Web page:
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The First Christmas: The Story of Jesus’ Birth in History and Tradition

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Interested in the Christmas story and what it meant to the earliest Christians?

In this free eBook, expert Bible scholars and archaeologists offer glimpses of the first Christmas as recounted and understood by those who first told the beloved story.

Discover what Bible experts have to say about the Gospel stories of Jesus’ birth, the history of Christmas, the three wise men, the adoration of the magi, the star of Bethlehem, the date of Jesus’ birth, shepherds and angels at the nativity, the location of Jesus’ birth, the magi in art and literature and early Christian Christmas traditions.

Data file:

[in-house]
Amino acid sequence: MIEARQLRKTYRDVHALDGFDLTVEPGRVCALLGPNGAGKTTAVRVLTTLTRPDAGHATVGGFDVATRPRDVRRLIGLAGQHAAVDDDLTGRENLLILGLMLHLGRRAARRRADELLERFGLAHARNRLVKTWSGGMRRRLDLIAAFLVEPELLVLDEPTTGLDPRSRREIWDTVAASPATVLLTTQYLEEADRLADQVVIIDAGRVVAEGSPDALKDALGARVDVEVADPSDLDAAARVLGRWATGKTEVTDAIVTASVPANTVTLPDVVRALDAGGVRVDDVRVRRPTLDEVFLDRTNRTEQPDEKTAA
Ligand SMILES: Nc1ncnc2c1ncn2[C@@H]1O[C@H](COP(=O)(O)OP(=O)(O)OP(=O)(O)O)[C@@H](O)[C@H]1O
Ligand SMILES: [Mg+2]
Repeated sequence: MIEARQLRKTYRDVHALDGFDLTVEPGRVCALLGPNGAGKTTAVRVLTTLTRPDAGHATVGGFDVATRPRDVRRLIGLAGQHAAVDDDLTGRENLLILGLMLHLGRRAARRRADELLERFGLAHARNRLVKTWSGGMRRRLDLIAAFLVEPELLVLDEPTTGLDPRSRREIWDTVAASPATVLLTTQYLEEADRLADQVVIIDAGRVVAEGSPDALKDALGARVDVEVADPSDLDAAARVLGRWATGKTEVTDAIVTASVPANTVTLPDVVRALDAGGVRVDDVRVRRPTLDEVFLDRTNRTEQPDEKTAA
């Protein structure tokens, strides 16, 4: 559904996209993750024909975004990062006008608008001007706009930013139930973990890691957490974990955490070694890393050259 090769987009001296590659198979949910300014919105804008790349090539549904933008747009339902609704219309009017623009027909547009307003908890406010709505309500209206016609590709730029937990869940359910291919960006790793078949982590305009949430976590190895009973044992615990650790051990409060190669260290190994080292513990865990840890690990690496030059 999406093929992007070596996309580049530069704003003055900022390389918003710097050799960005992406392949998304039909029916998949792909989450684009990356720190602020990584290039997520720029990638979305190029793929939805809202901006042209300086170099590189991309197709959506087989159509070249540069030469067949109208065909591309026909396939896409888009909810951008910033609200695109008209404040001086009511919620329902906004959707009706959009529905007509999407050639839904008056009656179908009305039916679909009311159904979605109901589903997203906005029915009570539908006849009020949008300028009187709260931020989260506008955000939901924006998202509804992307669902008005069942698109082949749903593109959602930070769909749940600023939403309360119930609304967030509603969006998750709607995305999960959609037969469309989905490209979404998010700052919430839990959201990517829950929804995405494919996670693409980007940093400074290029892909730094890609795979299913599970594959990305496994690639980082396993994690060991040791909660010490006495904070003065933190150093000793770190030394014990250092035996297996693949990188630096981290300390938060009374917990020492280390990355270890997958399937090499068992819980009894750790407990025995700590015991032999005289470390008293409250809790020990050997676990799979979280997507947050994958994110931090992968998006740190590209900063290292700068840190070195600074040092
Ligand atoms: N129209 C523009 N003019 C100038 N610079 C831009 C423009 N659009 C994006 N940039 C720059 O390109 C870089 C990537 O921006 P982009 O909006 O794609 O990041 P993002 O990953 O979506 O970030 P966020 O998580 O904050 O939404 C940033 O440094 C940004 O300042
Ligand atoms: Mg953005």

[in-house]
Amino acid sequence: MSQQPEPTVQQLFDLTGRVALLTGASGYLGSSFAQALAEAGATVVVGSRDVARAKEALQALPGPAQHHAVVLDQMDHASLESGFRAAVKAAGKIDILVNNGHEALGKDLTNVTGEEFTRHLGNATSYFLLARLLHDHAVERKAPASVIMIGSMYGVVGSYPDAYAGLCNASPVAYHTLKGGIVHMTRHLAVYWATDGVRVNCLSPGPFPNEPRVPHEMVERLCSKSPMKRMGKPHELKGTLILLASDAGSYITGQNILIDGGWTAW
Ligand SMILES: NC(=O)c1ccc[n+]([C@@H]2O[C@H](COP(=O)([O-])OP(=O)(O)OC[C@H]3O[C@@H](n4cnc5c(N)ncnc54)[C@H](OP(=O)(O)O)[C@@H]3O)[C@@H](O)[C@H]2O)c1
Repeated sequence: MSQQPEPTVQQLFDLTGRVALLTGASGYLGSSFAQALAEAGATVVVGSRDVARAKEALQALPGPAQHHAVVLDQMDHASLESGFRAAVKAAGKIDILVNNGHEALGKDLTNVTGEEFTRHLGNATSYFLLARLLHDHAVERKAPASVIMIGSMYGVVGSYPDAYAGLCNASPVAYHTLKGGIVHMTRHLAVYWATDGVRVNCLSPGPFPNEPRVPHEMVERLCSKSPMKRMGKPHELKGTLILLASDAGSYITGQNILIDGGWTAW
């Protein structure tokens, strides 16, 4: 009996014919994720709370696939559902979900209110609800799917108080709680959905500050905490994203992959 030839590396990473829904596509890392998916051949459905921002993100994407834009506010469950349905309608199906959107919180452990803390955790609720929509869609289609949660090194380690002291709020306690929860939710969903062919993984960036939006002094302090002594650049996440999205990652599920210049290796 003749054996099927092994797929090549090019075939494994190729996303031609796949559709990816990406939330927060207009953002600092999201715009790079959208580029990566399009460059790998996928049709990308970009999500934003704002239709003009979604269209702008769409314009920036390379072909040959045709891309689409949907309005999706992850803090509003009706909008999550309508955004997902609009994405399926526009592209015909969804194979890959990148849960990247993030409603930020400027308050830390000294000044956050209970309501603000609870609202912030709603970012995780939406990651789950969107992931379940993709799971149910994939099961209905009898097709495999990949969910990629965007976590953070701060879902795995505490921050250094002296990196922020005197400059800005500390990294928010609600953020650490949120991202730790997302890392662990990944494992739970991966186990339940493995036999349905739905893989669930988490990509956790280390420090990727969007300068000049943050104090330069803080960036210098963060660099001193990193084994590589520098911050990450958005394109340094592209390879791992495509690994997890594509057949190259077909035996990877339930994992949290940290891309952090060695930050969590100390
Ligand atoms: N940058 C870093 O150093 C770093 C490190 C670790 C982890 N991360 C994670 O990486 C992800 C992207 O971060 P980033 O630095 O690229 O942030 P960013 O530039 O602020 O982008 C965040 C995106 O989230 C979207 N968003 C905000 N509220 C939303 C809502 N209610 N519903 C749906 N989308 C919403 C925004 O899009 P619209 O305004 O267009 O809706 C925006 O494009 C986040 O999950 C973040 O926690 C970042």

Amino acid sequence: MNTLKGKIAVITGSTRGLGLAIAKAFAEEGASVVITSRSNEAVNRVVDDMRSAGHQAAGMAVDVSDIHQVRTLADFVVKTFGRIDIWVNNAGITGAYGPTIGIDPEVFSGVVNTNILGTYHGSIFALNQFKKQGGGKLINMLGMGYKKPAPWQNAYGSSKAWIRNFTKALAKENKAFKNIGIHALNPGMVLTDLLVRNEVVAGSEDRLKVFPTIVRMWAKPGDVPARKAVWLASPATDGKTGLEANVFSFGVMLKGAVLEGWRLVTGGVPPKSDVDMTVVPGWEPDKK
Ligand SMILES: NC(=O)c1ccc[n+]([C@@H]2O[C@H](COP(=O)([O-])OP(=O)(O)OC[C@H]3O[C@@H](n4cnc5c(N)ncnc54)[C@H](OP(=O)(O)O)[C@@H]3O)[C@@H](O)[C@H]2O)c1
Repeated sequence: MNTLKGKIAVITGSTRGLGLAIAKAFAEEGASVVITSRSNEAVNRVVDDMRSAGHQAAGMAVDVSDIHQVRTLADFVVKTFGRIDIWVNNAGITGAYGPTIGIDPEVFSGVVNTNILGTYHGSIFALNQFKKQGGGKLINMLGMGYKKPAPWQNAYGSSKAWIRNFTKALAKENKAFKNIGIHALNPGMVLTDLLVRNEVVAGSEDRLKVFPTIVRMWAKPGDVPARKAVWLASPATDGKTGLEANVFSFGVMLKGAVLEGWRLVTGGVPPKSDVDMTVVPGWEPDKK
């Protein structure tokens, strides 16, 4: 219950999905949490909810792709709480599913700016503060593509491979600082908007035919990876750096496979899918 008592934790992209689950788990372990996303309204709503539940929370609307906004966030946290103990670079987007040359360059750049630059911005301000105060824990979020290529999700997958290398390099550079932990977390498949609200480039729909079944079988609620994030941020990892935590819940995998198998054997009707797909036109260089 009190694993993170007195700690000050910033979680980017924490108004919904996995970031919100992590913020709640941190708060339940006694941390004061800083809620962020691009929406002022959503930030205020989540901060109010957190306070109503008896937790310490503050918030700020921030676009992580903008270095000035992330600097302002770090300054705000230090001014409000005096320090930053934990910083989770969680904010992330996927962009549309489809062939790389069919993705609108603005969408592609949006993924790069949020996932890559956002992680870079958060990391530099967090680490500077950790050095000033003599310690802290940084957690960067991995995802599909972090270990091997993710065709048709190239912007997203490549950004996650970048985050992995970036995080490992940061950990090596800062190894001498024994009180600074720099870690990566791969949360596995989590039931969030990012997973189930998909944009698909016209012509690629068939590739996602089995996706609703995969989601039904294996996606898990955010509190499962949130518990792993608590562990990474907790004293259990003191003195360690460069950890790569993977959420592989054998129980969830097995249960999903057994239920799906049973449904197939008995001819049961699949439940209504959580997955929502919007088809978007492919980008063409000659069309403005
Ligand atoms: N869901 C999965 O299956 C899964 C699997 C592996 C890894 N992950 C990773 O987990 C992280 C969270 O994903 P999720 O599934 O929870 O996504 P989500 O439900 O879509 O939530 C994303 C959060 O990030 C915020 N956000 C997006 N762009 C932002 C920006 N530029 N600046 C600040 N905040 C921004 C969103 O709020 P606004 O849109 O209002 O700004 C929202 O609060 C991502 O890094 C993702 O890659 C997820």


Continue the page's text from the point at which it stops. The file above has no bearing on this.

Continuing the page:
The time-honored traditions of Christmas are dear to the hearts of Christians today. The story of the first Christmas recaptures the imagination as it is retold year after year in Bible readings, carols, Christmas pageants, live manger scenes and crèche displays, to name a few. Perhaps in the midst of all this, we might wonder what the story of Jesus’ birth meant to the earliest Christians. How did their story differ from the one we tell today, and what significance did they give to each member of the cast of characters?

Chapter One

Witnessing the Divine: The Magi in Art and Literature

Witnessing the Divine